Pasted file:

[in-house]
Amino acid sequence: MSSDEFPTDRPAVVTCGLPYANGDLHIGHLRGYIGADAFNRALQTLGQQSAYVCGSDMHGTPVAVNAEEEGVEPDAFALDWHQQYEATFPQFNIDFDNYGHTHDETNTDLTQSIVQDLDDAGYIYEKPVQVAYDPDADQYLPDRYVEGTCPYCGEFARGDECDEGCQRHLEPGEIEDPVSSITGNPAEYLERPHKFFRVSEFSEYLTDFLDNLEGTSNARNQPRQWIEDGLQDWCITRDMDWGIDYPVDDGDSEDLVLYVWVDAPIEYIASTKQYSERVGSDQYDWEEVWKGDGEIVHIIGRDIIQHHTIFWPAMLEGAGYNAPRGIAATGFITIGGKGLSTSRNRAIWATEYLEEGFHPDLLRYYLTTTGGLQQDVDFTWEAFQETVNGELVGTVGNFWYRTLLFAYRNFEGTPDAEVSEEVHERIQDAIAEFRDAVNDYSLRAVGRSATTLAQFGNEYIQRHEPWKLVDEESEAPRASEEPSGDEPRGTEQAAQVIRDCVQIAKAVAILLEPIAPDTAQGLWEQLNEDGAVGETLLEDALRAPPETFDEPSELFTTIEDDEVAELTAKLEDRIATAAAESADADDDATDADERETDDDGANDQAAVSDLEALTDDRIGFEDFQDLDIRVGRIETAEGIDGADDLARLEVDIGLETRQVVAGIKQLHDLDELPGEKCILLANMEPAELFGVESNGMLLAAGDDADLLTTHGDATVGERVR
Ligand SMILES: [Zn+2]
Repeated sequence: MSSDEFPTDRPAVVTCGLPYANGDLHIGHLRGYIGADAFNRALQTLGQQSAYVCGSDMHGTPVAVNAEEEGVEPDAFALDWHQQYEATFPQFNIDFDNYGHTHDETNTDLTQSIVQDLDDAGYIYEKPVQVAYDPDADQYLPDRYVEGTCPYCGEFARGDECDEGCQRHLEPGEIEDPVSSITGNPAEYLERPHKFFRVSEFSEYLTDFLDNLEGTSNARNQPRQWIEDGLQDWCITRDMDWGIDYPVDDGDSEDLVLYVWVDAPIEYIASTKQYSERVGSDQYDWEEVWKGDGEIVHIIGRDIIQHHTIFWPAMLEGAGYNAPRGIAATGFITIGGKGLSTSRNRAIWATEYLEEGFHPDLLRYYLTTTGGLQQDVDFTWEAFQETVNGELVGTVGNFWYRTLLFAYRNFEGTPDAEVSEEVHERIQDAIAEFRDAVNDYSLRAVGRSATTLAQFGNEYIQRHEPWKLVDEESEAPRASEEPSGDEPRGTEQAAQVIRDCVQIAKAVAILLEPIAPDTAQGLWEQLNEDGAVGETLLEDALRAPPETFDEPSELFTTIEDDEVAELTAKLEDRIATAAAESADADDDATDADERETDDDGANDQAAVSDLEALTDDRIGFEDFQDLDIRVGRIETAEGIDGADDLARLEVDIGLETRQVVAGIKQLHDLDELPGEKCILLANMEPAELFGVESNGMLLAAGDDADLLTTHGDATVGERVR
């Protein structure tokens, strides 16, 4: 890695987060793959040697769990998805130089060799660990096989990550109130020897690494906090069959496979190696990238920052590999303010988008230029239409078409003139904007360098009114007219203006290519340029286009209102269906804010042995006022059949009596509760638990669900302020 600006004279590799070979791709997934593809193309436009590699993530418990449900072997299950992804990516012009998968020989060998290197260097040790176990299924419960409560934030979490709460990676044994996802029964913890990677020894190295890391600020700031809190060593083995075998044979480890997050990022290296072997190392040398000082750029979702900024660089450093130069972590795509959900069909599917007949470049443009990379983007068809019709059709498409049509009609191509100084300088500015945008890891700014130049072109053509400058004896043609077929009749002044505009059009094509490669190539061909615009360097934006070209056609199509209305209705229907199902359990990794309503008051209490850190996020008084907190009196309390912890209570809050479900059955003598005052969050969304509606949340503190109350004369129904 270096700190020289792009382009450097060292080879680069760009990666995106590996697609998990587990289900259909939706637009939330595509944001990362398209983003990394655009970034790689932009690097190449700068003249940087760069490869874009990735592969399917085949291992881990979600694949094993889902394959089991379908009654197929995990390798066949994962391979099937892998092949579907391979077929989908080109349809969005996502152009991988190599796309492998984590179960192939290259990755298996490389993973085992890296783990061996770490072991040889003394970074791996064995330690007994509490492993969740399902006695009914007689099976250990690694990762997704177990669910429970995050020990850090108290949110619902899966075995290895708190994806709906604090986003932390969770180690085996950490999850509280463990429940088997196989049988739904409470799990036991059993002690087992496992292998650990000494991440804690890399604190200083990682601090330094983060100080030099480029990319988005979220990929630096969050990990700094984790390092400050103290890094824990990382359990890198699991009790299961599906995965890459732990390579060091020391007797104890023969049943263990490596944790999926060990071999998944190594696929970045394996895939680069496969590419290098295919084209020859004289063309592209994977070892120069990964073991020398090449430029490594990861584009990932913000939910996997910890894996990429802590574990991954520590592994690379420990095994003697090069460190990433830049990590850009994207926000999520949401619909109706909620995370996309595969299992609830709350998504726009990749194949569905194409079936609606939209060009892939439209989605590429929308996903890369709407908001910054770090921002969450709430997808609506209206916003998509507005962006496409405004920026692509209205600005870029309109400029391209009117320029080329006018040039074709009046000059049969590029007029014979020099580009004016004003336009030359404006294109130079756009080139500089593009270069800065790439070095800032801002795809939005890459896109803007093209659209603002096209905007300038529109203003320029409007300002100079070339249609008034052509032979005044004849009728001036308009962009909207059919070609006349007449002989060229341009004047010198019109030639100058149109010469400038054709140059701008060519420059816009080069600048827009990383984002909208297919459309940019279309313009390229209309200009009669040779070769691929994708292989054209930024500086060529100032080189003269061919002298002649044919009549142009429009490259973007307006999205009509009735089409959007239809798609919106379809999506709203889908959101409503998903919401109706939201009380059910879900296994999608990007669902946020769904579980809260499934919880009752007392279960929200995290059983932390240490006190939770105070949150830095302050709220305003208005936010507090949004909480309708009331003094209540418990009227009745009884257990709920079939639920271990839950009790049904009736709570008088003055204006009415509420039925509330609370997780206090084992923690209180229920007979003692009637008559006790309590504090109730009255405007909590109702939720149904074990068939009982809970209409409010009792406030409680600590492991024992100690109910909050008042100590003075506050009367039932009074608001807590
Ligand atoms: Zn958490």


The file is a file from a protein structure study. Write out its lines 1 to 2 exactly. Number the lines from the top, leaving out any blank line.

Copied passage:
[in-house]
Amino acid sequence: MSSDEFPTDRPAVVTCGLPYANGDLHIGHLRGYIGADAFNRALQTLGQQSAYVCGSDMHGTPVAVNAEEEGVEPDAFALDWHQQYEATFPQFNIDFDNYGHTHDETNTDLTQSIVQDLDDAGYIYEKPVQVAYDPDADQYLPDRYVEGTCPYCGEFARGDECDEGCQRHLEPGEIEDPVSSITGNPAEYLERPHKFFRVSEFSEYLTDFLDNLEGTSNARNQPRQWIEDGLQDWCITRDMDWGIDYPVDDGDSEDLVLYVWVDAPIEYIASTKQYSERVGSDQYDWEEVWKGDGEIVHIIGRDIIQHHTIFWPAMLEGAGYNAPRGIAATGFITIGGKGLSTSRNRAIWATEYLEEGFHPDLLRYYLTTTGGLQQDVDFTWEAFQETVNGELVGTVGNFWYRTLLFAYRNFEGTPDAEVSEEVHERIQDAIAEFRDAVNDYSLRAVGRSATTLAQFGNEYIQRHEPWKLVDEESEAPRASEEPSGDEPRGTEQAAQVIRDCVQIAKAVAILLEPIAPDTAQGLWEQLNEDGAVGETLLEDALRAPPETFDEPSELFTTIEDDEVAELTAKLEDRIATAAAESADADDDATDADERETDDDGANDQAAVSDLEALTDDRIGFEDFQDLDIRVGRIETAEGIDGADDLARLEVDIGLETRQVVAGIKQLHDLDELPGEKCILLANMEPAELFGVESNGMLLAAGDDADLLTTHGDATVGERVR